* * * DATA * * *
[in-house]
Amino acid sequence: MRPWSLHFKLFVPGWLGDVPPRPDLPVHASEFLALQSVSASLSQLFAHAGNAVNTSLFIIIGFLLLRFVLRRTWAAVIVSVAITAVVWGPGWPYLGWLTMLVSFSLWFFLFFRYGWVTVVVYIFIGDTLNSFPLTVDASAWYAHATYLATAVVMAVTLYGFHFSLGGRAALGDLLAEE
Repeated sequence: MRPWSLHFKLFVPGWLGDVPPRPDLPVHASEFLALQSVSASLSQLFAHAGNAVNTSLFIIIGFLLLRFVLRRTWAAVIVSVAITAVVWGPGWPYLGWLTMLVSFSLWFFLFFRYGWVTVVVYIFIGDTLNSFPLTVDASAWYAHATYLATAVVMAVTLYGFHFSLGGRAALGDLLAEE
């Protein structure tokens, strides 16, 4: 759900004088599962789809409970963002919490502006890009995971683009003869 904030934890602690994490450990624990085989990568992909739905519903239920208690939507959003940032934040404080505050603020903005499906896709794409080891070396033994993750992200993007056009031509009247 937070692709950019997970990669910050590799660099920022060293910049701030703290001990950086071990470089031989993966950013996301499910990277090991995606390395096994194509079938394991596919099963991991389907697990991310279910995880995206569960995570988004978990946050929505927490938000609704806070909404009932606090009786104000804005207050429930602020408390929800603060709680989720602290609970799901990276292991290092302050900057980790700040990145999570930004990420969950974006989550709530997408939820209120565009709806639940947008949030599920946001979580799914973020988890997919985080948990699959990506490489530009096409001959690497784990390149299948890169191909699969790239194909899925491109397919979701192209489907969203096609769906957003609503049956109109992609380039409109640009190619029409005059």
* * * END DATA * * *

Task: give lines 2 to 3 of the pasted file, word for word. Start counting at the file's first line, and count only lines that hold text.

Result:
Amino acid sequence: MRPWSLHFKLFVPGWLGDVPPRPDLPVHASEFLALQSVSASLSQLFAHAGNAVNTSLFIIIGFLLLRFVLRRTWAAVIVSVAITAVVWGPGWPYLGWLTMLVSFSLWFFLFFRYGWVTVVVYIFIGDTLNSFPLTVDASAWYAHATYLATAVVMAVTLYGFHFSLGGRAALGDLLAEE
Repeated sequence: MRPWSLHFKLFVPGWLGDVPPRPDLPVHASEFLALQSVSASLSQLFAHAGNAVNTSLFIIIGFLLLRFVLRRTWAAVIVSVAITAVVWGPGWPYLGWLTMLVSFSLWFFLFFRYGWVTVVVYIFIGDTLNSFPLTVDASAWYAHATYLATAVVMAVTLYGFHFSLGGRAALGDLLAEE